On a fast track: How Honda is giving Indian riders a platform to develop racing skills comparable to the best in Asia

“Racing improves the breed,” so said Soichiro Honda, the Japanese engineer and industrialist who established Honda Motor in 1948.

By: | Updated: March 21, 2016 12:25 PM

“Racing improves the breed,” so said Soichiro Honda, the Japanese engineer and industrialist who established Honda Motor in 1948. Since those days, Honda has played an important role in motorsports, believing it to be the springboard for technological advancement.

“Racing improves the breed,” when I repeat this to Sarath Kumar—the young racer who won the finals of the Honda One Make Race Round 2 CBR 250R championship last week—he says, “I have a long way to go.”

At the Irungattukottai race track in Sriperumbudur near Chennai, Sarath Kumar finished the CBR 250R race with the best lap time of 2:01.981, while closely competing with Sumit Toppo and Mathana Kumar, who won the second and third positions, respectively.

Since 2008, Honda Motorcycle & Scooter India (HMSI) has been taking part in the Indian National Motorcycle Racing Championship (INMRC) and is conducting the Honda One Make Race annually.

INMRC is the national championship for two-wheeler racing and is approved by the Federation of Motor Sports Clubs of India.

The participant companies are HMSI, India Yamaha Motor, TVS Motor and Suzuki Motorcycle India. INMRC is held on all the three fully-functional tracks the country has—Kari Motor Speedway (Coimbatore), Irungattukottai Race Track (Sriperumbudur) and Buddh International Circuit (Greater Noida).

Prabhu Nagaraj, vice-president, Customer Service, HMSI, said that for 8 years Honda has been successfully promoting motorsports in India. “Since 2008, the One Make Race continues to grow in scale and prestige.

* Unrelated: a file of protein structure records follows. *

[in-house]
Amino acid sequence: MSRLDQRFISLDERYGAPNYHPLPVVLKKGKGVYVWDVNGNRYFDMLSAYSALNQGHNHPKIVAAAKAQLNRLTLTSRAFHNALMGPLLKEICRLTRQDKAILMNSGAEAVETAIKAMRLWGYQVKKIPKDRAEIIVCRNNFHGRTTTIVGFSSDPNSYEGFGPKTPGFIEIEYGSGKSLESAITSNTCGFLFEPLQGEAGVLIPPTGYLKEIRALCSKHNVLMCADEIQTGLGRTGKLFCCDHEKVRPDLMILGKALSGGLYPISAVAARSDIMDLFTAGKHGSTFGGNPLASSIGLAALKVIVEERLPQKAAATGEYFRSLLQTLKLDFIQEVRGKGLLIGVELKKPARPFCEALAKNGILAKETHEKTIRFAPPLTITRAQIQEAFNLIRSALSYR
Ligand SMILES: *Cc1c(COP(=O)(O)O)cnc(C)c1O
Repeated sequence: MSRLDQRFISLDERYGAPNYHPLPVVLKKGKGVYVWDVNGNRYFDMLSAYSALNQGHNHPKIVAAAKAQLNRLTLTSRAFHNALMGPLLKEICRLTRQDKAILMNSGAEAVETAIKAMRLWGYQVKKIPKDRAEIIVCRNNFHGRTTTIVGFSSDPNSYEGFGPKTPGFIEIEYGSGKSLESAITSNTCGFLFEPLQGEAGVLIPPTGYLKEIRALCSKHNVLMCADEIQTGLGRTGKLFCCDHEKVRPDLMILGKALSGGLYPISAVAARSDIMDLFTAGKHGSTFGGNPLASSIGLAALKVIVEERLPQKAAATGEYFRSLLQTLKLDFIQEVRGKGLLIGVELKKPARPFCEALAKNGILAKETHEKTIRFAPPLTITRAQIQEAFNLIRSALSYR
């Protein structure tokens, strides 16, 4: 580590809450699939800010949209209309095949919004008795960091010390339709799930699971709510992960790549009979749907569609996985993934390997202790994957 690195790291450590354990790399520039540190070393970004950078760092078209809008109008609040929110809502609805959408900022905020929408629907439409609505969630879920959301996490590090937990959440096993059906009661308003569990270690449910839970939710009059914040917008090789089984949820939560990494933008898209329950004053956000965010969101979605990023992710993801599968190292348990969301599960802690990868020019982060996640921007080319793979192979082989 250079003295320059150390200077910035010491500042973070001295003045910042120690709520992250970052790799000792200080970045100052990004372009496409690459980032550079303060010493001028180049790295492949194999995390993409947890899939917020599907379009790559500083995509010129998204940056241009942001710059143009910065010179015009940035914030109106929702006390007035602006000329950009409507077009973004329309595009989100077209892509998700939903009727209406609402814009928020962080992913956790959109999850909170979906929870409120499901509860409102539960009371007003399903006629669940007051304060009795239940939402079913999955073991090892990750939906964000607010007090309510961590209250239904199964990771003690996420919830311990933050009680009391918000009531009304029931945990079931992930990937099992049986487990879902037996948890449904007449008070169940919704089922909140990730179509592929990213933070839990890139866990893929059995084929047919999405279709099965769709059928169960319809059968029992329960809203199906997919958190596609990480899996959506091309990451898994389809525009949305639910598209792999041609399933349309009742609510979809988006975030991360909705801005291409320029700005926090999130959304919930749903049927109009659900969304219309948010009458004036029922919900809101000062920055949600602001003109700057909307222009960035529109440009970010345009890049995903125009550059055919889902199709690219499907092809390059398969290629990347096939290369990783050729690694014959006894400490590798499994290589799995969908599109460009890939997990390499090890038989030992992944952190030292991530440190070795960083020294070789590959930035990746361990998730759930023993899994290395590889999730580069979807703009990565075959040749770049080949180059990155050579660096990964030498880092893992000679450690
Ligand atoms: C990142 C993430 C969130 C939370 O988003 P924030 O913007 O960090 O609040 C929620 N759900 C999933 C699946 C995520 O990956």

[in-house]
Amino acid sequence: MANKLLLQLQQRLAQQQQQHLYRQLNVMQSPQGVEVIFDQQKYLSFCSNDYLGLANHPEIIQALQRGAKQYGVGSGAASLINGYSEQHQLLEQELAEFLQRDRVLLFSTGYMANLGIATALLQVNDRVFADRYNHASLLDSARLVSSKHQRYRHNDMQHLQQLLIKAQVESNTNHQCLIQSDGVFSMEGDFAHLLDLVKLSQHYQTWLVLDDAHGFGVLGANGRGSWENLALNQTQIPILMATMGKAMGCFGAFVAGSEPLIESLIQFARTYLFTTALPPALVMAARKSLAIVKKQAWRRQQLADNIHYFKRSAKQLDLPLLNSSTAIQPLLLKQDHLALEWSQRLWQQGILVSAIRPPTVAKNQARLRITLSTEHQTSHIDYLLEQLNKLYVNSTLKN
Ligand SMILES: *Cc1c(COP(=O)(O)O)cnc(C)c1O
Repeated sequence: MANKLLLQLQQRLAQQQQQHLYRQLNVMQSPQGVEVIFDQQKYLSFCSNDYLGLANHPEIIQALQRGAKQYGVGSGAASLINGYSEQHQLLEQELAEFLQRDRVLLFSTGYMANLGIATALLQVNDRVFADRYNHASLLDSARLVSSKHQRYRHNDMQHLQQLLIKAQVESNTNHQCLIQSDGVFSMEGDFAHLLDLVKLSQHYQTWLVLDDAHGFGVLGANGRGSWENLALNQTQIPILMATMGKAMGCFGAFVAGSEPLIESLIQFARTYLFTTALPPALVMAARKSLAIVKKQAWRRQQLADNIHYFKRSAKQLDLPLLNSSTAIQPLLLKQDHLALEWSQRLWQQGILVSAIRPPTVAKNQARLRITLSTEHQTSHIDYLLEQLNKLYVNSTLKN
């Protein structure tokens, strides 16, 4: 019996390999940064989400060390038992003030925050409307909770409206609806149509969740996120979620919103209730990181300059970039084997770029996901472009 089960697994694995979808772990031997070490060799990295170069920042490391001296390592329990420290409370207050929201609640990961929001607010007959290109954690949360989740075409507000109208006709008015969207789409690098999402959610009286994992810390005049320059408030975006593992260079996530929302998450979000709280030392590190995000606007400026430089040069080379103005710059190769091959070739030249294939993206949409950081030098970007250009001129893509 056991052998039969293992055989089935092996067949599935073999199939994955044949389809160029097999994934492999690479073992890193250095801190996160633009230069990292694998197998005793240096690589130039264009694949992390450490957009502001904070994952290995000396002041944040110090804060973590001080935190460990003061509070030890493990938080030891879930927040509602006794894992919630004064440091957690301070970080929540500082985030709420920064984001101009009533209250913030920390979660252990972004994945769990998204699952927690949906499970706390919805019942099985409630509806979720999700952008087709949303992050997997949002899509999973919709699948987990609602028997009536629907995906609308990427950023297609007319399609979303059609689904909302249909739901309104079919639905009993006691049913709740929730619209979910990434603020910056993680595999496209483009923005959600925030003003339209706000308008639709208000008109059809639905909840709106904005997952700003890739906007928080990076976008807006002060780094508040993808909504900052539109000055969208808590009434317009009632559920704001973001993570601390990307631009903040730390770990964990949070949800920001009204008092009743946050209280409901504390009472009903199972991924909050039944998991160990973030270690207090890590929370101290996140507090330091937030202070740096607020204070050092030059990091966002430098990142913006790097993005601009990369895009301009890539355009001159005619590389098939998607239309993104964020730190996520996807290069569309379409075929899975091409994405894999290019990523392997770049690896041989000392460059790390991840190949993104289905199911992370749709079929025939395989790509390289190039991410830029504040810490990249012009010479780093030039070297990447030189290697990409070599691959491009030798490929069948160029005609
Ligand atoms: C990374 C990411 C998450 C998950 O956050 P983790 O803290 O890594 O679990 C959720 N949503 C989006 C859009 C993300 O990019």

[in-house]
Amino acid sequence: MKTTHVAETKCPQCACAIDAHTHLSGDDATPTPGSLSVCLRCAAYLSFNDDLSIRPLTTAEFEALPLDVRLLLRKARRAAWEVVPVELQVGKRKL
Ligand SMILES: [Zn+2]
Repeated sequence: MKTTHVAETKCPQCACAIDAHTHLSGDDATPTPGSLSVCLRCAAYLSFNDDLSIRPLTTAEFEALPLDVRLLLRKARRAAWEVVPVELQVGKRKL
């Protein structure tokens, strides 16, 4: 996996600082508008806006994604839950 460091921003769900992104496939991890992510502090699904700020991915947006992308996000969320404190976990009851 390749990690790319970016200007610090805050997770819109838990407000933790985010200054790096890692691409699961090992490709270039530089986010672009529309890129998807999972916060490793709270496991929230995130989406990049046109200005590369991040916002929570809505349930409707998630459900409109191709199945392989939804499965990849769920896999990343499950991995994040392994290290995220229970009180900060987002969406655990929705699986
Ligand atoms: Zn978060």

Last year it drew a total of 319 entries from biking enthusiasts converging from as far as Mizoram, Gujarat, Jharkhand, Maharashtra, Andhra Pradesh, Karnataka and Puducherry. This year the number of entries is set to increase,” he said.

While Indian racers are getting better race by race, can any of them compete globally? Nagaraj feels they can. “Asia Dream Cup is the brainchild of Honda Motor Company, Japan.

Through this racing activity, Honda gives Indian riders a platform to develop racing skills comparable to the best in Asia. From India, Honda has sponsored three riders—Sethu Rajiv, Hari Krishnan and Sarath Kumar.

In fact, three rounds have already been conducted—in Malaysia, Indonesia and Japan. This year, for the second time, participants were asked to train at the famous Suzuka Racing School (Suzuka Circuit, Japan) for taking part in the Asia Dream Endurance Race,” he said.

For developing young talent within the country, HMSI has signed an MoU with Ten10 Racing Academy. “Six sessions for professional racing training have been held, where over 150 riders above 15 years of age participated. Encouraged by the response, we will hold the next racing academy from August 22-23 in Bhubaneswar,” Nagaraj added.

The participant companies too benefit in various ways.

TVS Motor says that racing can do wonders for the company as it has been proven that racing helps in both product development and building a long-term image of the company.

HMSI claims that, globally, technologies from the track are incorporated in everyday vehicles in numerous ways. They are tested, refined and proven under the trying conditions in the races, and then adapted in the vehicles, so that even two-wheelers like Activa can benefit from such technologies. “In the near future, even our local R&D may start benefiting from INMRC,” added Nagaraj.

While Nagaraj didn’t disclose how much HMSI annually spends on motorsports, he added that it is quite a lot. “We provide dozens of motorcycles for these races. Then we also supply a lot of spares, safety gear, fuel, logistics and so much more,” he said.

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